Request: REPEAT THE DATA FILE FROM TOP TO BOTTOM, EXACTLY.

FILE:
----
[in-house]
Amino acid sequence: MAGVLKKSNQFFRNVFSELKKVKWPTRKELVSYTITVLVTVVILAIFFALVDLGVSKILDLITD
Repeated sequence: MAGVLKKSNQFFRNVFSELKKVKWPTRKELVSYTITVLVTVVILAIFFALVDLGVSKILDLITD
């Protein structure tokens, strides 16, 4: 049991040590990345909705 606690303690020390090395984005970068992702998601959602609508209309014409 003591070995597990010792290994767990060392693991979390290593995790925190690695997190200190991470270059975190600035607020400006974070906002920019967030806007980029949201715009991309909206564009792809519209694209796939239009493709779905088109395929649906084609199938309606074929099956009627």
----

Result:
[in-house]
Amino acid sequence: MAGVLKKSNQFFRNVFSELKKVKWPTRKELVSYTITVLVTVVILAIFFALVDLGVSKILDLITD
Repeated sequence: MAGVLKKSNQFFRNVFSELKKVKWPTRKELVSYTITVLVTVVILAIFFALVDLGVSKILDLITD
């Protein structure tokens, strides 16, 4: 049991040590990345909705 606690303690020390090395984005970068992702998601959602609508209309014409 003591070995597990010792290994767990060392693991979390290593995790925190690695997190200190991470270059975190600035607020400006974070906002920019967030806007980029949201715009991309909206564009792809519209694209796939239009493709779905088109395929649906084609199938309606074929099956009627």